Wojtyla Writ Large, and Long
Witness to Hope
The Biography of Pope John Paul II
HarperCollins, $35, 992 pp.
No one can write an entirely successful biography of a living pope. Not only does the biographer lack access to fundamental sources such as diaries and private letters, but he is denied the perspective which only time—and death—can bring to any life. If he is a Catholic and sympathetic to his subject, he is further constrained by the glamour of the papal office. A living pope is always the greatest and best of men; but after death, as we used to be told in catechism classes, there comes the judgment.
In this doomed enterprise, nevertheless, George Weigel starts with some formidable advantages. An experienced commentator on religion and public affairs, he is one of America’s most intelligent Catholic conservatives. He has a short way with the more brainless forms of left-wing claptrap (evident here, for example, in his discussion of Cuban political rhetoric), a vigorous and well-paced style, and the ability to explain and simplify complex ideas clearly and persuasively—crucial above all in interpreting this philosopher pope. He writes out of a passionate sympathy with his subject, whom he considers to be "the most compelling public figure in the world, the man with arguably the most coherent and comprehensive vision of the human possibility in the world ahead....the compleat Christian." Moreover, he writes, he tells us, at the express invitation of the pope, issued during a "freewheeling conversation...over roast...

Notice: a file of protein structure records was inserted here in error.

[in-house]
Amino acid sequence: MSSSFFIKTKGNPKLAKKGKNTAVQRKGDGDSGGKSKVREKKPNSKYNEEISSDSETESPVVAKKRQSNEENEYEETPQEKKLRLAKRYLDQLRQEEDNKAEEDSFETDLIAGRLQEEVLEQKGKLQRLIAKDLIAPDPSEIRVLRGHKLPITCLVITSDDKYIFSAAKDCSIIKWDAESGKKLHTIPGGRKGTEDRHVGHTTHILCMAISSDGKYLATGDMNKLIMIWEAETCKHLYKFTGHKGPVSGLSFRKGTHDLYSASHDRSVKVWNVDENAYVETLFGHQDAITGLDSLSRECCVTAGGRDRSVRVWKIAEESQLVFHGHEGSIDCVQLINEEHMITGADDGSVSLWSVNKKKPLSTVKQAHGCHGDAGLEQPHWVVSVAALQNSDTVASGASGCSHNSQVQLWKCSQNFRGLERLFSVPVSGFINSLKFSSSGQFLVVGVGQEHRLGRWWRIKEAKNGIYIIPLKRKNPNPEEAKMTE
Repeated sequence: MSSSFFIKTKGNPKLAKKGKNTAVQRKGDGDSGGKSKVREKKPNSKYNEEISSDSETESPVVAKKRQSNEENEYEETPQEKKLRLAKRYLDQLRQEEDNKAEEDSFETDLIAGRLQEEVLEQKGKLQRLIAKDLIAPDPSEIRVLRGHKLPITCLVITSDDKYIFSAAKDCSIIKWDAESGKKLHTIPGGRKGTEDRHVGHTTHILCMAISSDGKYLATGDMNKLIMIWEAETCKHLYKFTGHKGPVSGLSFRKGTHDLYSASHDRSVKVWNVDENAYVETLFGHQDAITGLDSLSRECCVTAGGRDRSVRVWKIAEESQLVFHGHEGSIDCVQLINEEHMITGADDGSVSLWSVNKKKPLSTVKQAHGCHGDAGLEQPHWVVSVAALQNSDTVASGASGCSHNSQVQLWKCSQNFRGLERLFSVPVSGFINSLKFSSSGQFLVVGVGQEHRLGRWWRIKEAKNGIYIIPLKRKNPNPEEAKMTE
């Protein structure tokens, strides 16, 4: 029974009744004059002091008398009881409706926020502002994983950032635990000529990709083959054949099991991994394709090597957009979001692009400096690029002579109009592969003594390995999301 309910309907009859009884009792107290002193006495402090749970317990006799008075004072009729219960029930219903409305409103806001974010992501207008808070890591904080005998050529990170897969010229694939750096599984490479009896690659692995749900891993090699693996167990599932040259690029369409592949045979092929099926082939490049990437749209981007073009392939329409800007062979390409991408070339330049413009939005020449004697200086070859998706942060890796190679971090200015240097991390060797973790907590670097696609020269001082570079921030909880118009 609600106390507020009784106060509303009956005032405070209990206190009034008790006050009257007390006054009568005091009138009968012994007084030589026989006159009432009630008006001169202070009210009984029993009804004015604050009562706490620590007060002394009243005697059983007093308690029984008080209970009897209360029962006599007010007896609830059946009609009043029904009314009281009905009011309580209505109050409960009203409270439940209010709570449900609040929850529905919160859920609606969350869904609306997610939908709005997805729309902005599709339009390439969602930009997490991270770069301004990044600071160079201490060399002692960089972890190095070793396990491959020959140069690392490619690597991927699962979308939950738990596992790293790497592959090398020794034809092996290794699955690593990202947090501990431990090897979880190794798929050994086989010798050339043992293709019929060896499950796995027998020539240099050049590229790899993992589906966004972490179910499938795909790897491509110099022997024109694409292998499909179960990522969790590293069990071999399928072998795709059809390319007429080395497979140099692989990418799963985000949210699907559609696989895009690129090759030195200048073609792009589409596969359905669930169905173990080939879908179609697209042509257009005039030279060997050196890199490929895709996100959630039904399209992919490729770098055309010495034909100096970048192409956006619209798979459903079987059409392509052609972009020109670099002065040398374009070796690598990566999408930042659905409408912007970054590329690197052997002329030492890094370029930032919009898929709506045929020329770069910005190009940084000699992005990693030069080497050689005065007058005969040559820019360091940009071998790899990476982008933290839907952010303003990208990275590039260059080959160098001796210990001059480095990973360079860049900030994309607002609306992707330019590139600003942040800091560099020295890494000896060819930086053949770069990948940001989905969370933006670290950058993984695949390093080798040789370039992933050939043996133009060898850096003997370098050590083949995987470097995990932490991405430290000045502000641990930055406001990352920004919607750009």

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About the Author
Eamon Duffy is Reader in Church History in the University of Cambridge and Fellow of Magdalene College. He is the author of The Stripping of the Altars and Saints and Sinners, a history of the popes, both published by Yale University Press.